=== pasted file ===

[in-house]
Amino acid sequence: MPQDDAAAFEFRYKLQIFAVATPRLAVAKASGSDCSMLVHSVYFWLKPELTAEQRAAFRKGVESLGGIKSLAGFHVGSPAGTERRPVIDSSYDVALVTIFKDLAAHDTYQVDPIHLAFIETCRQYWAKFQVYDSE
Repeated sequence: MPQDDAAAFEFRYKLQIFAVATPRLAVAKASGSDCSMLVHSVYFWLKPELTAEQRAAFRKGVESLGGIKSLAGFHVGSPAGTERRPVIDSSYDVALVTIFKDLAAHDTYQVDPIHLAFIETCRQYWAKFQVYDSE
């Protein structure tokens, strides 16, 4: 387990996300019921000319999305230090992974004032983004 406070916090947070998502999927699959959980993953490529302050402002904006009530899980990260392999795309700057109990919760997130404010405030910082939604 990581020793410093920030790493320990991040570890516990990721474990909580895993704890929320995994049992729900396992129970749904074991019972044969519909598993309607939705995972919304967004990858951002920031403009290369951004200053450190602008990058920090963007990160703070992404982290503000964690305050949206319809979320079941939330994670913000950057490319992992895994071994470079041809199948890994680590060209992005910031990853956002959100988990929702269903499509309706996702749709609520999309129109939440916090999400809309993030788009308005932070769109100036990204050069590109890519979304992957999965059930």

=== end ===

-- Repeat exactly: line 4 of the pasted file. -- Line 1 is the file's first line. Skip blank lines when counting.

């Protein structure tokens, strides 16, 4: 387990996300019921000319999305230090992974004032983004 406070916090947070998502999927699959959980993953490529302050402002904006009530899980990260392999795309700057109990919760997130404010405030910082939604 990581020793410093920030790493320990991040570890516990990721474990909580895993704890929320995994049992729900396992129970749904074991019972044969519909598993309607939705995972919304967004990858951002920031403009290369951004200053450190602008990058920090963007990160703070992404982290503000964690305050949206319809979320079941939330994670913000950057490319992992895994071994470079041809199948890994680590060209992005910031990853956002959100988990929702269903499509309706996702749709609520999309129109939440916090999400809309993030788009308005932070769109100036990204050069590109890519979304992957999965059930």